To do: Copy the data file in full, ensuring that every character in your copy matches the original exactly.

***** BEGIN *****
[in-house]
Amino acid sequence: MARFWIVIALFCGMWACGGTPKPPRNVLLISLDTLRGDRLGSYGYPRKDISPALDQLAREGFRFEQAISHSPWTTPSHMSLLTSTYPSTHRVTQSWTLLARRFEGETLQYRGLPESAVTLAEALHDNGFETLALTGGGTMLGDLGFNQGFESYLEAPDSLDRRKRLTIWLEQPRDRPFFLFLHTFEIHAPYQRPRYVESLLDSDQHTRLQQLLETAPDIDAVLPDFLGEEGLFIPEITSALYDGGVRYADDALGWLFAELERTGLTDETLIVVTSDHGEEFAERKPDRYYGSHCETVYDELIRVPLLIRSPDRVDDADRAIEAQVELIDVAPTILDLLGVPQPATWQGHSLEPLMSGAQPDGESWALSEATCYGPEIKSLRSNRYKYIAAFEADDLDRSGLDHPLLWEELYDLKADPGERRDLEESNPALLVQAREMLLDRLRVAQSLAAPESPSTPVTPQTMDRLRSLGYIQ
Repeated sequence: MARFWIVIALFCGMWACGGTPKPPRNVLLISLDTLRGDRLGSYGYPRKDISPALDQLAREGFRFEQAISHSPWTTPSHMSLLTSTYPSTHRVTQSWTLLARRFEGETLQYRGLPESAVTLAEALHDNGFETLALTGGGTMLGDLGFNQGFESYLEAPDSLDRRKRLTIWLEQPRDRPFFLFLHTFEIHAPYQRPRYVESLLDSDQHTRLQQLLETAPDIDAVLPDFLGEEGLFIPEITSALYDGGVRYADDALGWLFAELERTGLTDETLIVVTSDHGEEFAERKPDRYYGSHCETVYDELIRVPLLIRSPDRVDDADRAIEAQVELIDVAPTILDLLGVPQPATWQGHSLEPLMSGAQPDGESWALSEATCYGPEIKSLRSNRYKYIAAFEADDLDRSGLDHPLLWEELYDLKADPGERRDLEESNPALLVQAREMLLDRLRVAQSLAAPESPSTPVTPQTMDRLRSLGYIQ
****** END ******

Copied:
[in-house]
Amino acid sequence: MARFWIVIALFCGMWACGGTPKPPRNVLLISLDTLRGDRLGSYGYPRKDISPALDQLAREGFRFEQAISHSPWTTPSHMSLLTSTYPSTHRVTQSWTLLARRFEGETLQYRGLPESAVTLAEALHDNGFETLALTGGGTMLGDLGFNQGFESYLEAPDSLDRRKRLTIWLEQPRDRPFFLFLHTFEIHAPYQRPRYVESLLDSDQHTRLQQLLETAPDIDAVLPDFLGEEGLFIPEITSALYDGGVRYADDALGWLFAELERTGLTDETLIVVTSDHGEEFAERKPDRYYGSHCETVYDELIRVPLLIRSPDRVDDADRAIEAQVELIDVAPTILDLLGVPQPATWQGHSLEPLMSGAQPDGESWALSEATCYGPEIKSLRSNRYKYIAAFEADDLDRSGLDHPLLWEELYDLKADPGERRDLEESNPALLVQAREMLLDRLRVAQSLAAPESPSTPVTPQTMDRLRSLGYIQ
Repeated sequence: MARFWIVIALFCGMWACGGTPKPPRNVLLISLDTLRGDRLGSYGYPRKDISPALDQLAREGFRFEQAISHSPWTTPSHMSLLTSTYPSTHRVTQSWTLLARRFEGETLQYRGLPESAVTLAEALHDNGFETLALTGGGTMLGDLGFNQGFESYLEAPDSLDRRKRLTIWLEQPRDRPFFLFLHTFEIHAPYQRPRYVESLLDSDQHTRLQQLLETAPDIDAVLPDFLGEEGLFIPEITSALYDGGVRYADDALGWLFAELERTGLTDETLIVVTSDHGEEFAERKPDRYYGSHCETVYDELIRVPLLIRSPDRVDDADRAIEAQVELIDVAPTILDLLGVPQPATWQGHSLEPLMSGAQPDGESWALSEATCYGPEIKSLRSNRYKYIAAFEADDLDRSGLDHPLLWEELYDLKADPGERRDLEESNPALLVQAREMLLDRLRVAQSLAAPESPSTPVTPQTMDRLRSLGYIQ